A detail from the War Memorial in Ottawa. (JOHN MAJOR/QMI AGENCY FILE)
OTTAWA - A push to include modern conflicts on the National War Memorial doesn't seem to be gaining traction with the federal government.
Veterans groups and opposition MPs have been lobbying the Conservative government to include a line - 'In the service of Canada' - on downtown Ottawa's cenotaph so it embraces all fallen soldiers, a line taken from a book of remembrance kept in Parliament's Peace Tower to honour those died while serving their country.
Canadian Veterans Advocacy's Mike Blais says, as it stands, the 21-metre tall monument built to commemorate the First World War and later rededicated to include Second World War and Korea vets, could be considered "exclusionary" to those who served in the peacekeeping era and Afghanistan.
"It's not appropriate when you put it in perspective of the 'one veteran, one standard,' and the standard of sacrifice is equal in all generations. I think this goes a long way into resolving this and acknowledging everyone who served," he said.
Military historian Jack Granatstein, with the Canadian Defence and Foreign Affairs Institute, argues that adding the simple line to the monument could go a long way towards maintaining the prominence of Remembrance Day as vets of earlier conflicts die off.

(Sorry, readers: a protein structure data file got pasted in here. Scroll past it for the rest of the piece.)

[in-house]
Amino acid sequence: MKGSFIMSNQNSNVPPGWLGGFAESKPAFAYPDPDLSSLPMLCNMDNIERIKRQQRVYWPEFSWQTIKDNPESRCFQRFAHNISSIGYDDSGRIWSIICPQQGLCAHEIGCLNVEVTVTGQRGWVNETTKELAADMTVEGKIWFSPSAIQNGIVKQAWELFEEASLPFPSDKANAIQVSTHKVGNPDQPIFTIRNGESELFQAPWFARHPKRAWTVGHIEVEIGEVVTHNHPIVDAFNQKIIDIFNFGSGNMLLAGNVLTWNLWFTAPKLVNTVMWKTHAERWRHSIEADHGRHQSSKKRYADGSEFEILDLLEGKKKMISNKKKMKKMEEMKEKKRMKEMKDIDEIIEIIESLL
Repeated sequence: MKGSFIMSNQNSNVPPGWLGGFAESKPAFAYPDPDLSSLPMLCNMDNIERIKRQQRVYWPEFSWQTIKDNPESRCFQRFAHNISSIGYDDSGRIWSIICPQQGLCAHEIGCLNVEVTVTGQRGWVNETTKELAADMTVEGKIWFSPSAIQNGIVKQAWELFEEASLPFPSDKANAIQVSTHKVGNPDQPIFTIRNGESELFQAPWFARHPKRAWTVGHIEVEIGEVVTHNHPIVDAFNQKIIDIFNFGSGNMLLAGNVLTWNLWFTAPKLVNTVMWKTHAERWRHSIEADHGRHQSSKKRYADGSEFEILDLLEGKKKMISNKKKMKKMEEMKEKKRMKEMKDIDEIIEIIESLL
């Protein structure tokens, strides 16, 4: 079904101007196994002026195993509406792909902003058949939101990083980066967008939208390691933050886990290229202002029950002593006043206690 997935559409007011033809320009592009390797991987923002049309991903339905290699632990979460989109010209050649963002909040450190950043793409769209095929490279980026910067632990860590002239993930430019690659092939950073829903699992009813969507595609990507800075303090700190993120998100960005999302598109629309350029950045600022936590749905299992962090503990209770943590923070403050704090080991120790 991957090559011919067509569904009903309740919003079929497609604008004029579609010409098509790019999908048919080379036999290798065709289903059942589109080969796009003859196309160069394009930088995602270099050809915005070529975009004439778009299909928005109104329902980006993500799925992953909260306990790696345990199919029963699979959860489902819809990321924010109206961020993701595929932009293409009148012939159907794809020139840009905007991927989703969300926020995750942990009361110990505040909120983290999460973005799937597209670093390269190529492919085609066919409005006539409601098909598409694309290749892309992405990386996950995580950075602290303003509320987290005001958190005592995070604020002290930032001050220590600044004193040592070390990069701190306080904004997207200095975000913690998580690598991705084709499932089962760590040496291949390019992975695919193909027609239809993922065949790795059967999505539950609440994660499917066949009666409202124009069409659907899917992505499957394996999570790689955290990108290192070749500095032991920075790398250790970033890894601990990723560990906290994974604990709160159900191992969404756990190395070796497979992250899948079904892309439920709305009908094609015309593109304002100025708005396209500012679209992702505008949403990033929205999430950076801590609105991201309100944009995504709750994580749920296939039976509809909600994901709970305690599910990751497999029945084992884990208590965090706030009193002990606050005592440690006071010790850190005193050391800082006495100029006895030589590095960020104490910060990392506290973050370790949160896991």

But he notes he's heard there's some opposition within both National Defence (DND) and at the Royal Canadian Legion to idea of including modern conflicts on the monument.
"I think with some members, it's a sense that the world wars were such a different character than everything else we've done it kind of debases the currency a bit to include the other conflicts," he said.
"That may be an unfair characterization but that's the sense I have received. In DND it's probably a bit of that as well, plus the sense Afghanistan is our war for the current generation and should be commemorated specially."
Still, the Legion has backed the initiative for years, a cause taken up a few months ago by NDP veterans affairs critic Peter Stoffer, who says the current Conservative government's plan to build a new monument to soldiers killed in Afghanistan leaves out too many soldiers who served in overseas conflicts.
"If you just put something for Afghanistan, you will unfortunately offend many people that served in Bosnia, and you will offend many that served in the Middle East. And what about the peacekeepers? What about them?" he said.
Ottawa does already have a separate monument to peacekeepers who served overseas, and the Conservative government is looking to build a memorial to those who served in Afghanistan after the mission wraps in 2014.
And an Afghanistan Repatriation Memorial is being commemorated by the public in Trenton, Ont., on Saturday.
Veterans Affairs Minister Steven Blaney says the national memorial is meant to reflect all veterans and "we have to look at ways we can make it happen" but that there are no changes currently on the agenda.
Thousands of Canadians travel to the monument each year to pay their respects during the Remembrance Day national ceremony.